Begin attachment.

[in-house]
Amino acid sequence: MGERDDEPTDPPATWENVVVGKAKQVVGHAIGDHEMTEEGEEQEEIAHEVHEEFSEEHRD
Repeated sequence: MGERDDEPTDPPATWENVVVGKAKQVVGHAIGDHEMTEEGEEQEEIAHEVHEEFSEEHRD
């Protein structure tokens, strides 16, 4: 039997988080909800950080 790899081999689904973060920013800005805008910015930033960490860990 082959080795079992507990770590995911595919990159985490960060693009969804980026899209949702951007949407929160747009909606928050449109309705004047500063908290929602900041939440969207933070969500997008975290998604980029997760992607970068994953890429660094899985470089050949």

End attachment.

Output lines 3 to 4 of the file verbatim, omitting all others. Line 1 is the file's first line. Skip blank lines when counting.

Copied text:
Repeated sequence: MGERDDEPTDPPATWENVVVGKAKQVVGHAIGDHEMTEEGEEQEEIAHEVHEEFSEEHRD
């Protein structure tokens, strides 16, 4: 039997988080909800950080 790899081999689904973060920013800005805008910015930033960490860990 082959080795079992507990770590995911595919990159985490960060693009969804980026899209949702951007949407929160747009909606928050449109309705004047500063908290929602900041939440969207933070969500997008975290998604980029997760992607970068994953890429660094899985470089050949």